According to Forbes, high-level trends like the growing skills gap increase pressure on staff to “stay relevant, choose degrees that turn into jobs and constantly reinvent themselves”.
Top HR Workplace Trends in 2015
1. Expect the skills gap to widen
Skills mismatch – or ‘the gap between the skills required on the job and those possessed by individuals’ – is a worsening structural issue that is set to affect supply chain competitiveness in 2015.(Read Full Article)
Mike Blanchard, general manager of strategic procurement at Sydney Trains, made the point while addressing delegates at the CIPS Australasia Conference this month. He said high-performing teams have the following five characteristics: they share the same vision; have a healthy team culture; clearly defined roles and expectations that encourage excellent performance; everyone is held accountable and; the leader of the team acts by example.(Read Full Article)
Knock-on effects include inability to repay loans and to obtain tax clearance certificates for tendering purposes(Read Full Article)
The free flow of workers between companies is central to economic growth and innovation. Yet employers are increasingly taking legal action to prevent former employees from using knowledge and skills learned on the job.
More and more frequently, firms are asking new hires to sign post-employment agreements, which prevent former employees from working at rival firms or starting up their own companies in the industry.(Read Full Article)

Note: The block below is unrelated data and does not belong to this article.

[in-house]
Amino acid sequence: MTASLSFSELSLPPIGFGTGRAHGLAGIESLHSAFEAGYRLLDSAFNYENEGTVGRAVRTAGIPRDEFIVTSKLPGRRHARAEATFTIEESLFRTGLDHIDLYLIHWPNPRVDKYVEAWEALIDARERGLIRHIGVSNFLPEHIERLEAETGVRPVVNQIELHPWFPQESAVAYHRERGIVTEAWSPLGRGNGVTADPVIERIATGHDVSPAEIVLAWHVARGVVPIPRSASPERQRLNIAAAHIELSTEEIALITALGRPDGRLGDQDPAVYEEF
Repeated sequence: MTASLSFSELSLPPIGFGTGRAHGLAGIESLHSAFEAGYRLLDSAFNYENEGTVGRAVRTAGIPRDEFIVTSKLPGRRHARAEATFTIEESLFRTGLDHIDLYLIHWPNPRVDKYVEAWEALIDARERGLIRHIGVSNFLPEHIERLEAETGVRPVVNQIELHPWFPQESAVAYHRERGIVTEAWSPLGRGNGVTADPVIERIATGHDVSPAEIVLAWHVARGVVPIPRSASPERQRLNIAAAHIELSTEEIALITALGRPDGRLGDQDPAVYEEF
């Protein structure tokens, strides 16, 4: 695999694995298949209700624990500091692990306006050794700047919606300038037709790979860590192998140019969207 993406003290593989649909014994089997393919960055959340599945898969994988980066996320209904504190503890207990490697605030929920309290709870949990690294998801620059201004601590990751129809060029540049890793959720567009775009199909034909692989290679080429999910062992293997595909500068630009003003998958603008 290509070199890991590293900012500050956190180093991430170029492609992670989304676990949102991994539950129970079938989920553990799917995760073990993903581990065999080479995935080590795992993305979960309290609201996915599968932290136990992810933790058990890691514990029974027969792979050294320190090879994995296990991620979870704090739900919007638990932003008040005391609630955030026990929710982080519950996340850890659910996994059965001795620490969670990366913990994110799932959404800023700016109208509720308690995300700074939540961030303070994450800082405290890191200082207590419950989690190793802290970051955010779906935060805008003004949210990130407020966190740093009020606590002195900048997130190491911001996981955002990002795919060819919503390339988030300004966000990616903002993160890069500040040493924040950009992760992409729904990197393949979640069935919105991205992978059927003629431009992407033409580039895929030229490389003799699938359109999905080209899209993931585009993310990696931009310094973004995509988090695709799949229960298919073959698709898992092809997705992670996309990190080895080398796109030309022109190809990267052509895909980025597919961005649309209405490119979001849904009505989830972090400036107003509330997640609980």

Launched earlier this year in hard and soft copy, this comprehensive competency framework will enhance organisational and individual performance as it offers a benchmark for all levels in the profession and can be used for all sectors. The Global Standard is based on extensive research with around 5,000 procurement and supply professionals at all stages of their career and from organisations from around the world.(Read Full Article)
A fundamental shift is underway in today’s employment landscape. The majority of a company’s workforce no longer consists of long-tenured, full-time employees, whose first job was often the same one as when they eventually retired.
In this guest post, Procurement Leaders invites Arun Srinivasan from Fieldglass (now part of SAP), to highlight the demographic changes affecting contingent workforce spend and suggest where procurement’s priorities should lie.
Small Business Development Minister Lindiwe Zulu says she is ready to become the voice of small business in South Africa.
South African Oil and Gas Alliance CEO Ebrahim Takolia has argued that South Africa should first increase the size and distribution network of the local gas market.(Read Full Article)